SEATTLE, WASHINGTON: Four Weeks Later
“If you want to see the new Rambo movie, you’ll have to take Wade . . . or go by yourself,” Eleisha told Philip. “There’s no way I’m sitting through that.” She looked down the dark street into Pike Place Market. “Now focus. You need to practice so you can do this by yourself.”
Philip was so tall that she realized she was standing under his chin, so she stepped away to see his face. He frowned, but she couldn’t tell if his bad mood was due to her refusal to see Rambo or her insistence that he focus on the task at hand. Philip was hard to read, and they’d promised not to use telepathy on each other without permission.
“Your gift is better than mine for hunting like this,” he said in his thick French accent, not bothering to look down at her.
“No, it isn’t.”
A month ago, Eleisha had discovered that she could feed without killing. . . .Well, more important, a few weeks before that, she had learned that most vampires were latent telepaths who simply required another telepath to help their abilities surface. Not long after developing her own psychic powers, she had fed upon a mortal, left him alive, and then altered his memories so that he never remembered meeting her.
To her, this was a revelation. She had always hated killing to exist, and now she didn’t need to.
She’d expected Philip to be equally pleased . . . and relieved.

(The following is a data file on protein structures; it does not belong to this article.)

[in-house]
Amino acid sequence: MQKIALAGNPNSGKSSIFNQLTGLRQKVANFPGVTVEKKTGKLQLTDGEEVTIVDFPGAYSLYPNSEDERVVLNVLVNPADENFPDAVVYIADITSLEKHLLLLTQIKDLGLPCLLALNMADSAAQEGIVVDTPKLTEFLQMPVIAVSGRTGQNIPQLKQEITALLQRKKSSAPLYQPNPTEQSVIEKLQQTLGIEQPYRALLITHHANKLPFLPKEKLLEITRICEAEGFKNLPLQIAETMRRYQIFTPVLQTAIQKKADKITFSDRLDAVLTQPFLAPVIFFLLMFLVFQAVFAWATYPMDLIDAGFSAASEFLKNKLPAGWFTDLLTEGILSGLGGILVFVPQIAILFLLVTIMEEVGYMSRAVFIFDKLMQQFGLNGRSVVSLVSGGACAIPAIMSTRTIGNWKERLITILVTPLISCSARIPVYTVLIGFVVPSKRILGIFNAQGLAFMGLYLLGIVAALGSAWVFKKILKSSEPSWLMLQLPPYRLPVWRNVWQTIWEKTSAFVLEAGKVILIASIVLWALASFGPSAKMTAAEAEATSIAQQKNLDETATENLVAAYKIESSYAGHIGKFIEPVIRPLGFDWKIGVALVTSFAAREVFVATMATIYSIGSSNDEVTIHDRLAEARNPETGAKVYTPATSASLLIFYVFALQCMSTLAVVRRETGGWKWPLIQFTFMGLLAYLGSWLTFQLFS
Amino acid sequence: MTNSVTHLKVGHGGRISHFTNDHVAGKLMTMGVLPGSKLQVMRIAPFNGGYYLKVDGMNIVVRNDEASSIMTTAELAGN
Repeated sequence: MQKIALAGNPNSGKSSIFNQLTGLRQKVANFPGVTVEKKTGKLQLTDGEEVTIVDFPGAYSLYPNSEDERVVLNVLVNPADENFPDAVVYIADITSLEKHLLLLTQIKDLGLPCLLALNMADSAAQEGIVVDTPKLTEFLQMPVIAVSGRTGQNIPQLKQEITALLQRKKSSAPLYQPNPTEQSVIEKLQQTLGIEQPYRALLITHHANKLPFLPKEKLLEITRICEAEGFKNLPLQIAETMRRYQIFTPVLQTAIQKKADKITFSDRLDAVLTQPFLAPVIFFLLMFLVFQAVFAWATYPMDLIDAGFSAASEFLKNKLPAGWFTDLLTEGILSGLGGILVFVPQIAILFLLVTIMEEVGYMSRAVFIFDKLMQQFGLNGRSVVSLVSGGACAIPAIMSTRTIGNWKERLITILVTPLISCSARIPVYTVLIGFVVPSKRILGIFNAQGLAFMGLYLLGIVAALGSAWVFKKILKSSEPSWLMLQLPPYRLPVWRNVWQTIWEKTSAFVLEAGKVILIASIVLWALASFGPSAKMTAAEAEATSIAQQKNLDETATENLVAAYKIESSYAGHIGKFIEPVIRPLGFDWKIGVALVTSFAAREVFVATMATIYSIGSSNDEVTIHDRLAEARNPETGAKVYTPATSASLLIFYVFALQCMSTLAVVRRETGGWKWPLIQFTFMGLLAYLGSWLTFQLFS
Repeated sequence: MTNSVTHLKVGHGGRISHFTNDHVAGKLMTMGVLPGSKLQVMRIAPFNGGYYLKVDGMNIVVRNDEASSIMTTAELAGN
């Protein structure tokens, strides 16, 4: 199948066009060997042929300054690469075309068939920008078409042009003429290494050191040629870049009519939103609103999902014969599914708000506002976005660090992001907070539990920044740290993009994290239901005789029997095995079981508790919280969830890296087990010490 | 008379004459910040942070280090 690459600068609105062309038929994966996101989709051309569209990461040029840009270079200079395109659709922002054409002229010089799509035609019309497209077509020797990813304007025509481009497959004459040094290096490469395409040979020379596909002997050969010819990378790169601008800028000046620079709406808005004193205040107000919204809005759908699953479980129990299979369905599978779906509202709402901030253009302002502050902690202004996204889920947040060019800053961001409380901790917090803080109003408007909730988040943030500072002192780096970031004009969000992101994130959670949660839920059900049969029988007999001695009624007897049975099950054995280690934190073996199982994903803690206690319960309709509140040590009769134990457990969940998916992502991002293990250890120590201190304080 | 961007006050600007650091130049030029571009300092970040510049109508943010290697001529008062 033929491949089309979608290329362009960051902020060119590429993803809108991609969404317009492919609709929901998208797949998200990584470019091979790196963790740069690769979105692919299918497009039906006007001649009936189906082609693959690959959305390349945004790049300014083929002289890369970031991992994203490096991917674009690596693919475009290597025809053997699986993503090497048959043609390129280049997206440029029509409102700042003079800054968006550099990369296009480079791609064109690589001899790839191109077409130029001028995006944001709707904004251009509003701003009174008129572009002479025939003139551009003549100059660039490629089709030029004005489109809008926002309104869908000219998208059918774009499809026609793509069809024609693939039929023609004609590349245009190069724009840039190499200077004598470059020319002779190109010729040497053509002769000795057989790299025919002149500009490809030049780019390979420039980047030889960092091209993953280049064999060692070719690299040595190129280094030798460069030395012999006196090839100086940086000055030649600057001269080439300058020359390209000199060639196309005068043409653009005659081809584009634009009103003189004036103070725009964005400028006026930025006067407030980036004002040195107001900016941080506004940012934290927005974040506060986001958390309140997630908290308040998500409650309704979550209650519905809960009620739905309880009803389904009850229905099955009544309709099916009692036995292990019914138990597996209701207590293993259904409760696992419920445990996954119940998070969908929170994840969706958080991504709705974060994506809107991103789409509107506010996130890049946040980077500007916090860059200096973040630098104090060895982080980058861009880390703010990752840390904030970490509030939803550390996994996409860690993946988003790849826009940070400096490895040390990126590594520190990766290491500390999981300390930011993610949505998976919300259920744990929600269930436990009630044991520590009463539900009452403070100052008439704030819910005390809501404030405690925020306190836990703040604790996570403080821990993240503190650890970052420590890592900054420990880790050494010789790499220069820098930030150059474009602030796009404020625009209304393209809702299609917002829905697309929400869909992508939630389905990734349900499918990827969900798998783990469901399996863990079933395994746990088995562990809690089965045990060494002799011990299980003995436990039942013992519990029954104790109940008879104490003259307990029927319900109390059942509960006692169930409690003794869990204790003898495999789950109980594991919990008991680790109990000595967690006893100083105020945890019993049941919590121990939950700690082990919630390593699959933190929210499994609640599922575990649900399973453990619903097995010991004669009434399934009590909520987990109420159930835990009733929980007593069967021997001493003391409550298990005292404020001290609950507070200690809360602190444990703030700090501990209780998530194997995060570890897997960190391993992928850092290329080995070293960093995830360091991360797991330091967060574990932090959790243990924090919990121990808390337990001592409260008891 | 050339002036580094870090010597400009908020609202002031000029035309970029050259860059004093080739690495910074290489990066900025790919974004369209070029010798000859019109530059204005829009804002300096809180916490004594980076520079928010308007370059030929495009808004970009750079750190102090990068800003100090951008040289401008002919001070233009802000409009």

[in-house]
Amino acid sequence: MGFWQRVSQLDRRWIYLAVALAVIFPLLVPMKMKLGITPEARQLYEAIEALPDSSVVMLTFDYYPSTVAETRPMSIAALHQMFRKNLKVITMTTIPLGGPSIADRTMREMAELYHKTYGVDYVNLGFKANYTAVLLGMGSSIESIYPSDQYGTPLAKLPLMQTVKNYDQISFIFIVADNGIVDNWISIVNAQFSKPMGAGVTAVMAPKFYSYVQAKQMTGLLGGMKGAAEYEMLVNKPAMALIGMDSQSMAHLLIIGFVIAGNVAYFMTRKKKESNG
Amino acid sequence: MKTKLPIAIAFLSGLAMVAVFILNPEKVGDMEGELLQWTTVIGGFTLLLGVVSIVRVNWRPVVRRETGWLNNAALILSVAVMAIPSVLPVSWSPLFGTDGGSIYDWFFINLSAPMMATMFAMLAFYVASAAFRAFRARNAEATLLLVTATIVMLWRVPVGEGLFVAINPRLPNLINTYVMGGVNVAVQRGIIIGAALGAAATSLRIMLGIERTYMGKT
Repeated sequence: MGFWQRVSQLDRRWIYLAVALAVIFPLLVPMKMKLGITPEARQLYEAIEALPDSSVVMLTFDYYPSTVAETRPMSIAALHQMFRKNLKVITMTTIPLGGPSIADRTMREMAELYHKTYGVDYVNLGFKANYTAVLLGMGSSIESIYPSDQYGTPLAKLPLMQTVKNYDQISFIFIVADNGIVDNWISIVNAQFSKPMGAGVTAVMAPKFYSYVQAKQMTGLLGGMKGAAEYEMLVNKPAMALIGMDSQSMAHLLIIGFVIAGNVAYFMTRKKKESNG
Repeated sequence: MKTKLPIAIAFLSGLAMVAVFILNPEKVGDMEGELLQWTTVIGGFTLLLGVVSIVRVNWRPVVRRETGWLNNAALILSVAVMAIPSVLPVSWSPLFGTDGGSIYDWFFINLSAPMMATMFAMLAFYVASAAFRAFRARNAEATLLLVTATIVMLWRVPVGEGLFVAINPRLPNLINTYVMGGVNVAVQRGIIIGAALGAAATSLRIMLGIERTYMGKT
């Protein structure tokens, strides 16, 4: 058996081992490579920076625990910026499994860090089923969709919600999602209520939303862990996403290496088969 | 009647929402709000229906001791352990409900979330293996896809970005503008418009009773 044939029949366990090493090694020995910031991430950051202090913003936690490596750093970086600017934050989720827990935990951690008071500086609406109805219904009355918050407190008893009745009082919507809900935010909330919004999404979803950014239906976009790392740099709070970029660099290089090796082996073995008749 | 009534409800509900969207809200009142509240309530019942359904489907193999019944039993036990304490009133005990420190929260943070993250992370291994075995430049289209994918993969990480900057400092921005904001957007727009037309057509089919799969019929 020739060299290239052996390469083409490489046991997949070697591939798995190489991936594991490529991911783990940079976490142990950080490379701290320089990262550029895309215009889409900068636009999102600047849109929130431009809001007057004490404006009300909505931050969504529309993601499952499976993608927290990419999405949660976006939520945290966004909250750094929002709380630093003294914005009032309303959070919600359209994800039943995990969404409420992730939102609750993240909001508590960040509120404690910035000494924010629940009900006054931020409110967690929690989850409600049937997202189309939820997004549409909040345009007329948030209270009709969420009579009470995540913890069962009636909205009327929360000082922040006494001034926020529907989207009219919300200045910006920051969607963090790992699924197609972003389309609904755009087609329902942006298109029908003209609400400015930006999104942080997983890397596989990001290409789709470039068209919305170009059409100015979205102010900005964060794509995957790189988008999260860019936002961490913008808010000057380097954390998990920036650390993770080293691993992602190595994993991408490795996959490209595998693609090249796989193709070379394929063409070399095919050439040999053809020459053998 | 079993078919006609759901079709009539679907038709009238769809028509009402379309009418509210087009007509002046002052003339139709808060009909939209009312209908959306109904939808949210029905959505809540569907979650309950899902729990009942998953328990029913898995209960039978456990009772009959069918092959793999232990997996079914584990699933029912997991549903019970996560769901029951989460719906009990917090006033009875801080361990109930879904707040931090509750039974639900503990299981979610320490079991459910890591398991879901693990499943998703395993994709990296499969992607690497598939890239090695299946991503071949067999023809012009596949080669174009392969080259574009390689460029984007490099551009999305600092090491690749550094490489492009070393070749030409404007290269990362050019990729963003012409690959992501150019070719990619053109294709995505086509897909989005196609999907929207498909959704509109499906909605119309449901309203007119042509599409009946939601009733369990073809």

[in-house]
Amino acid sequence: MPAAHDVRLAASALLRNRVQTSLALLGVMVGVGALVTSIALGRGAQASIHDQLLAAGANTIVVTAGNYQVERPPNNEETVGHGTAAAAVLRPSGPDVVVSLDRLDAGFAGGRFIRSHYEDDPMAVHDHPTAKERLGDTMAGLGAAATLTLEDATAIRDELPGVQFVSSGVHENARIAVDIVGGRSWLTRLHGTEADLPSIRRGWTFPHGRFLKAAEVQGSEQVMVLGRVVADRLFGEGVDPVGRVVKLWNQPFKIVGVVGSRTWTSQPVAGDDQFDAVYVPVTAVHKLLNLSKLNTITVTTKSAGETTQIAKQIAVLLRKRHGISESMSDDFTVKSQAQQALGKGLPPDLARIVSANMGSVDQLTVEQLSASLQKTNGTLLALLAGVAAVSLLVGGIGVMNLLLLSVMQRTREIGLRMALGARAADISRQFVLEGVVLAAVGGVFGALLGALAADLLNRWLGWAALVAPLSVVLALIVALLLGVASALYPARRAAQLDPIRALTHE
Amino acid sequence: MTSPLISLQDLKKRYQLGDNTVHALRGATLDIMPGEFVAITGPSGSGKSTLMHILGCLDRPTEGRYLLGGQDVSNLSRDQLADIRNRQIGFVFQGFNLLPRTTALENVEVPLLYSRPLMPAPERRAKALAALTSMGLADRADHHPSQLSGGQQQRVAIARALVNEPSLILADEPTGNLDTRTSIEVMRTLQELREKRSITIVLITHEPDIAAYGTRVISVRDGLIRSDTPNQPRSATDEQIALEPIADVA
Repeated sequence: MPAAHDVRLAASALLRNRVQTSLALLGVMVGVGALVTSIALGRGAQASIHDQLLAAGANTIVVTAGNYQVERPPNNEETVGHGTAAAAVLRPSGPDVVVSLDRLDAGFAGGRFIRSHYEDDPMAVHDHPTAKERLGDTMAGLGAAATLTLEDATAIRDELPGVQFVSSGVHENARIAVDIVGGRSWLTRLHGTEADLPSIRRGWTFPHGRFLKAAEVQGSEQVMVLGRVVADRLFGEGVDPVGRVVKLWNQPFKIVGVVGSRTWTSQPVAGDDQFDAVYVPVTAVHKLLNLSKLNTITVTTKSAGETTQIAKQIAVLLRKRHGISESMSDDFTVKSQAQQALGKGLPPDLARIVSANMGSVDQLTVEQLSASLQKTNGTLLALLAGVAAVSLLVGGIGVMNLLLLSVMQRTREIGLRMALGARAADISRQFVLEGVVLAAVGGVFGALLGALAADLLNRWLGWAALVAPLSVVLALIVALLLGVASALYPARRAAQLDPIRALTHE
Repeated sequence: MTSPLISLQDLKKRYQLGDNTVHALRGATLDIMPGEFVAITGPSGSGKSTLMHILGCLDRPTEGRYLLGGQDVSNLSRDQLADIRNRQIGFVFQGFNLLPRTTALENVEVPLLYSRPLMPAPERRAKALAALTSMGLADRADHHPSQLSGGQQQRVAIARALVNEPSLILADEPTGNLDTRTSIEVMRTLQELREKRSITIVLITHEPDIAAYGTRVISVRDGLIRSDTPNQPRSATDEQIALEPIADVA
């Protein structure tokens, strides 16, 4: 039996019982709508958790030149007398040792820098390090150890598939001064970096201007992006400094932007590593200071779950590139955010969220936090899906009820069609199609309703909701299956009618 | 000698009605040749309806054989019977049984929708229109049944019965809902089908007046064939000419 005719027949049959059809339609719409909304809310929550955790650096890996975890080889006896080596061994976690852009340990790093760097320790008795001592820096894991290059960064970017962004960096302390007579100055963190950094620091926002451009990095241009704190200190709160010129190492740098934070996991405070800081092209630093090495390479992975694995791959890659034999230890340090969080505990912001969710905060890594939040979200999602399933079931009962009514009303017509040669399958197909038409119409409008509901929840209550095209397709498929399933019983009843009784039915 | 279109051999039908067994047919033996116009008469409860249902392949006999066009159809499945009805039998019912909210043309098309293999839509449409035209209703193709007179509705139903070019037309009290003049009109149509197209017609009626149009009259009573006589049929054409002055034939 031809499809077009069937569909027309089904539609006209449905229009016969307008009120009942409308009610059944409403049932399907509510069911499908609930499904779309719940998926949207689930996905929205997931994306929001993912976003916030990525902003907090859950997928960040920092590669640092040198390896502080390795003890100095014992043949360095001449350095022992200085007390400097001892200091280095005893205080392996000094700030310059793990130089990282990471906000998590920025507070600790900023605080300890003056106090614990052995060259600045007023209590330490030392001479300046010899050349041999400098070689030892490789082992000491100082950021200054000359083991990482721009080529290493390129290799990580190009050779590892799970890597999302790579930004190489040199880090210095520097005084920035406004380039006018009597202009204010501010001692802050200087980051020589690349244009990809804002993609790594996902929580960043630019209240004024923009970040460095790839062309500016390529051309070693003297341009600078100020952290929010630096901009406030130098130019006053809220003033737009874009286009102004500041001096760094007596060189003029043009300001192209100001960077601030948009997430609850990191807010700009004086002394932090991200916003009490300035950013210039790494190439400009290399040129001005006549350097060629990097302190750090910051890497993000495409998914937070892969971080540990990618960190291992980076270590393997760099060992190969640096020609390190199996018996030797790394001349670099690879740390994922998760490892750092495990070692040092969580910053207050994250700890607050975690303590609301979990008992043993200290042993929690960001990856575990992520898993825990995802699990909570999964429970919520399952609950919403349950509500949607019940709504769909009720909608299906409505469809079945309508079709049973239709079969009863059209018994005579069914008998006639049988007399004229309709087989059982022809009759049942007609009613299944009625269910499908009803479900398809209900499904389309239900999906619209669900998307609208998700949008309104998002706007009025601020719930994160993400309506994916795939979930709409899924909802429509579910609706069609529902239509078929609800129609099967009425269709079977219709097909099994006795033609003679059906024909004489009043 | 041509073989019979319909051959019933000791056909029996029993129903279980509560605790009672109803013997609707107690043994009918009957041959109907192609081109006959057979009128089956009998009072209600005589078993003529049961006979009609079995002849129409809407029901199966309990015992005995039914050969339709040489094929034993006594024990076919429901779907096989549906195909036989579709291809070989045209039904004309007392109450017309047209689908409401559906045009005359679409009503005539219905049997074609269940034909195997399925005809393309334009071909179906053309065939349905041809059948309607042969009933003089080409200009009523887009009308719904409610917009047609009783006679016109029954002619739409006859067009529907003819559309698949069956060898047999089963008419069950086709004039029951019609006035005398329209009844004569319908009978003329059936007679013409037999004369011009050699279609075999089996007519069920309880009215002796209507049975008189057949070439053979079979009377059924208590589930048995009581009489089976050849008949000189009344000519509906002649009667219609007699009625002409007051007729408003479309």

But to Philip, this new method of hunting felt more like a bridle—something to hold him back. He was a killer by nature, and Eleisha knew this. But he wasn’t stupid, and he understood the freedom of feeding without having to worry about hiding or dumping bodies.
He also cared what she thought of him. He wanted her approval. She didn’t like using this against him, but she would if she had to.
“Your gift is good for any kind of hunting,” she said.
And it was.
Of the few other vampires she’d met, Philip’s gift made hunting look the most effortless.
Within a few nights of becoming undead, a specific element of their previous personality developed into an overwhelming aura—which could be turned on and off at will. Eleisha’s gift was the illusion of helplessness. She was perceived as a helpless teenage waif who needed assistance. The fact that she was small with wheat gold hair contributed to the strength of her gift. Her victims longed either to take care of her or to take advantage of her—and she used to feed only upon the latter.
Philip’s gift was sexual attraction.
She glanced up at him again, and this time he looked down, tilting his pale, perfect face. He was slender and muscular at the same time, wearing Levi’s and a long-sleeved Hugo Boss T-shirt. Thick red-brown hair hung halfway down his back.
Eleisha wasn’t affected by his handsome appearance, but she understood its purpose.
And when he used it in combination with his gift, victims practically fell into his lap.
“Come on,” she said, walking away, knowing he would follow.
Western Avenue grew less crowded as she moved away from the market, toward the parking garage.
By now, Philip knew the drill, and although he’d already complained a few times about the monotony, he agreed with the sensible nature of Eleisha’s preference to get somebody inside of a parked car—as long as the car was in the shadows.
They paced the lowest level together, not speaking, just keeping an eye out until they’d reached the darkest sector, and Philip stopped.
A young woman wearing a Market Spice apron walked alone toward a Ford Taurus positioned behind